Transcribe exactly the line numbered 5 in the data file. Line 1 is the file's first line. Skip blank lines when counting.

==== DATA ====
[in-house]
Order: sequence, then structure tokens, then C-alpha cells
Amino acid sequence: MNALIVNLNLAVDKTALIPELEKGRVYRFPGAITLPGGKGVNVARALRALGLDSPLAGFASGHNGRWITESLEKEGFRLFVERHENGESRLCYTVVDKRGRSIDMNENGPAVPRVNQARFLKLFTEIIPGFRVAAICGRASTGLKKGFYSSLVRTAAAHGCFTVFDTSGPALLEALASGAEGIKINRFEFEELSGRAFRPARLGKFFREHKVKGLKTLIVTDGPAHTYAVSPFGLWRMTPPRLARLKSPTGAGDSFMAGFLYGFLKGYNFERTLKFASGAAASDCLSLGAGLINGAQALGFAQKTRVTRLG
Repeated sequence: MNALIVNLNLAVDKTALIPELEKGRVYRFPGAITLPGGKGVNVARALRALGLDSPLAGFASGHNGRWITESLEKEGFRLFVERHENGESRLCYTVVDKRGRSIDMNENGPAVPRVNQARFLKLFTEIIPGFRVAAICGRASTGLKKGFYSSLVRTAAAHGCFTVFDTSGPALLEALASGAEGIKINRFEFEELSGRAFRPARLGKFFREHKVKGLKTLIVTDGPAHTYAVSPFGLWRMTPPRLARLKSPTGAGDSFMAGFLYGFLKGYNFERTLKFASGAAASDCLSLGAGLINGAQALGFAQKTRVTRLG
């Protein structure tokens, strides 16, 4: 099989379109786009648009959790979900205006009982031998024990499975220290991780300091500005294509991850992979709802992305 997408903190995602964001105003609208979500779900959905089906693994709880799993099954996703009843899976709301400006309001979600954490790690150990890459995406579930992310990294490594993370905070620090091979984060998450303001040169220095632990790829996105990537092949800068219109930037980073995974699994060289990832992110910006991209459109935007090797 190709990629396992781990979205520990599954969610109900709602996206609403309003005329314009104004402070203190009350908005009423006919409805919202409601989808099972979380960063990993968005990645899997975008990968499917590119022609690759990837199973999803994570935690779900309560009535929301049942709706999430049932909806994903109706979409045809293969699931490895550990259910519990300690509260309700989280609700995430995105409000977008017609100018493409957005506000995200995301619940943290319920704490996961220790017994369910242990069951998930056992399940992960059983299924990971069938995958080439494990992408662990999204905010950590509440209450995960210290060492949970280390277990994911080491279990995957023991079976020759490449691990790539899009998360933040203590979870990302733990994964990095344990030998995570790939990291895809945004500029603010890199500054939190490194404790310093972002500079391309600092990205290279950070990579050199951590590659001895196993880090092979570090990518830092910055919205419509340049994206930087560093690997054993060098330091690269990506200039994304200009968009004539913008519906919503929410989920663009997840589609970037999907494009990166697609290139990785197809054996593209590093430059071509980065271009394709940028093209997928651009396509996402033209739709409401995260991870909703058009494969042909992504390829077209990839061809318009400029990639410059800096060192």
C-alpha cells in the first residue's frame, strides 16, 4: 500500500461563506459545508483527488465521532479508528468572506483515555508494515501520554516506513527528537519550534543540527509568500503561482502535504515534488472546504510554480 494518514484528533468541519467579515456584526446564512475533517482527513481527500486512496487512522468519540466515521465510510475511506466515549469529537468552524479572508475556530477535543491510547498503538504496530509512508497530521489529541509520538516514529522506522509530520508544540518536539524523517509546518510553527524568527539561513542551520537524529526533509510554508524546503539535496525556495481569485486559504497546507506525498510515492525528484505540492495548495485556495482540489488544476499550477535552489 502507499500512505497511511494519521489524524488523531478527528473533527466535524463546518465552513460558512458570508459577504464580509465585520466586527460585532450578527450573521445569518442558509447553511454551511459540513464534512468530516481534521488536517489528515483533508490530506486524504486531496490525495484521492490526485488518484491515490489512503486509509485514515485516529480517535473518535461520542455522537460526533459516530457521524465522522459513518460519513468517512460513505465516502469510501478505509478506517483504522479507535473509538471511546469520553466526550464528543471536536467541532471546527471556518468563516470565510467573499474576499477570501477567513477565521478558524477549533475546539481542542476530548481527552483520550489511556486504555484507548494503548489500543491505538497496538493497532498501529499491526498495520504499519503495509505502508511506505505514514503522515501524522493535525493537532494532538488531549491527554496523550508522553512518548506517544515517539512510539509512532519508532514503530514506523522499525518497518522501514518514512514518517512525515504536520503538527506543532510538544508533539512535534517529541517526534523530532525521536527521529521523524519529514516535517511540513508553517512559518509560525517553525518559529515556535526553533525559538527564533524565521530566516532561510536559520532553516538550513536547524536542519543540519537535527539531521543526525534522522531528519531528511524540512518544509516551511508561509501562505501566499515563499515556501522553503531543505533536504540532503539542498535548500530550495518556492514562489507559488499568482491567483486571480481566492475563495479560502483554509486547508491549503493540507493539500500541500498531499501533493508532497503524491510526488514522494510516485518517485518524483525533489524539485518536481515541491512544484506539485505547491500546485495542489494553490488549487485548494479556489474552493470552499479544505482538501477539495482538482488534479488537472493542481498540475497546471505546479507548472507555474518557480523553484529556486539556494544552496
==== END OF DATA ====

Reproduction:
């Protein structure tokens, strides 16, 4: 099989379109786009648009959790979900205006009982031998024990499975220290991780300091500005294509991850992979709802992305 997408903190995602964001105003609208979500779900959905089906693994709880799993099954996703009843899976709301400006309001979600954490790690150990890459995406579930992310990294490594993370905070620090091979984060998450303001040169220095632990790829996105990537092949800068219109930037980073995974699994060289990832992110910006991209459109935007090797 190709990629396992781990979205520990599954969610109900709602996206609403309003005329314009104004402070203190009350908005009423006919409805919202409601989808099972979380960063990993968005990645899997975008990968499917590119022609690759990837199973999803994570935690779900309560009535929301049942709706999430049932909806994903109706979409045809293969699931490895550990259910519990300690509260309700989280609700995430995105409000977008017609100018493409957005506000995200995301619940943290319920704490996961220790017994369910242990069951998930056992399940992960059983299924990971069938995958080439494990992408662990999204905010950590509440209450995960210290060492949970280390277990994911080491279990995957023991079976020759490449691990790539899009998360933040203590979870990302733990994964990095344990030998995570790939990291895809945004500029603010890199500054939190490194404790310093972002500079391309600092990205290279950070990579050199951590590659001895196993880090092979570090990518830092910055919205419509340049994206930087560093690997054993060098330091690269990506200039994304200009968009004539913008519906919503929410989920663009997840589609970037999907494009990166697609290139990785197809054996593209590093430059071509980065271009394709940028093209997928651009396509996402033209739709409401995260991870909703058009494969042909992504390829077209990839061809318009400029990639410059800096060192």